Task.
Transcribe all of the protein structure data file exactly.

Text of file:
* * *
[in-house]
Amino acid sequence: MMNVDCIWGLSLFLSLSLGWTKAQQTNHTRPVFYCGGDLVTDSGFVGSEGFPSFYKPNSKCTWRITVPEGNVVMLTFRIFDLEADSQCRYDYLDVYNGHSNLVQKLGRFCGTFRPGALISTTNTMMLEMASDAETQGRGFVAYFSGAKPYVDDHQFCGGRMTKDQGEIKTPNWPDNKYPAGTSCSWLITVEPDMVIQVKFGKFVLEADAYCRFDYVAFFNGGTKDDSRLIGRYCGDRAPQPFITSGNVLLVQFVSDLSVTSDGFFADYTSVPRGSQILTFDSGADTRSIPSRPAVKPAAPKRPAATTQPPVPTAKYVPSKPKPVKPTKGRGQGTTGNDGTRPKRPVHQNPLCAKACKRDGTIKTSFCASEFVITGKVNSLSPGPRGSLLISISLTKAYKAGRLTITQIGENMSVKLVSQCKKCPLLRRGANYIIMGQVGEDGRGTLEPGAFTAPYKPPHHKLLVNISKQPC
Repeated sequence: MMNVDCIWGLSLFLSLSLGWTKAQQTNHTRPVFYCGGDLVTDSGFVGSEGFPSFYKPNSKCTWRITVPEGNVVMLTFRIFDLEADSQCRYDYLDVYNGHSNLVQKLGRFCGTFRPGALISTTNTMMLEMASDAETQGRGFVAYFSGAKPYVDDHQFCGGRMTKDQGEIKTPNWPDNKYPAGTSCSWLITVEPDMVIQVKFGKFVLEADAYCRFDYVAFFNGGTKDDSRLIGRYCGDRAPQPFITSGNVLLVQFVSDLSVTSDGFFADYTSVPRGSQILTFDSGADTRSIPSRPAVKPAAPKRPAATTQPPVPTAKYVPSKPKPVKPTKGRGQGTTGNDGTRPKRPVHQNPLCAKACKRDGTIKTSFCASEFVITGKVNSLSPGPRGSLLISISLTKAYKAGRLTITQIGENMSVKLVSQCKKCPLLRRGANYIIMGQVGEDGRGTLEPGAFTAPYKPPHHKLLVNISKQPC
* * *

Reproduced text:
[in-house]
Amino acid sequence: MMNVDCIWGLSLFLSLSLGWTKAQQTNHTRPVFYCGGDLVTDSGFVGSEGFPSFYKPNSKCTWRITVPEGNVVMLTFRIFDLEADSQCRYDYLDVYNGHSNLVQKLGRFCGTFRPGALISTTNTMMLEMASDAETQGRGFVAYFSGAKPYVDDHQFCGGRMTKDQGEIKTPNWPDNKYPAGTSCSWLITVEPDMVIQVKFGKFVLEADAYCRFDYVAFFNGGTKDDSRLIGRYCGDRAPQPFITSGNVLLVQFVSDLSVTSDGFFADYTSVPRGSQILTFDSGADTRSIPSRPAVKPAAPKRPAATTQPPVPTAKYVPSKPKPVKPTKGRGQGTTGNDGTRPKRPVHQNPLCAKACKRDGTIKTSFCASEFVITGKVNSLSPGPRGSLLISISLTKAYKAGRLTITQIGENMSVKLVSQCKKCPLLRRGANYIIMGQVGEDGRGTLEPGAFTAPYKPPHHKLLVNISKQPC
Repeated sequence: MMNVDCIWGLSLFLSLSLGWTKAQQTNHTRPVFYCGGDLVTDSGFVGSEGFPSFYKPNSKCTWRITVPEGNVVMLTFRIFDLEADSQCRYDYLDVYNGHSNLVQKLGRFCGTFRPGALISTTNTMMLEMASDAETQGRGFVAYFSGAKPYVDDHQFCGGRMTKDQGEIKTPNWPDNKYPAGTSCSWLITVEPDMVIQVKFGKFVLEADAYCRFDYVAFFNGGTKDDSRLIGRYCGDRAPQPFITSGNVLLVQFVSDLSVTSDGFFADYTSVPRGSQILTFDSGADTRSIPSRPAVKPAAPKRPAATTQPPVPTAKYVPSKPKPVKPTKGRGQGTTGNDGTRPKRPVHQNPLCAKACKRDGTIKTSFCASEFVITGKVNSLSPGPRGSLLISISLTKAYKAGRLTITQIGENMSVKLVSQCKKCPLLRRGANYIIMGQVGEDGRGTLEPGAFTAPYKPPHHKLLVNISKQPC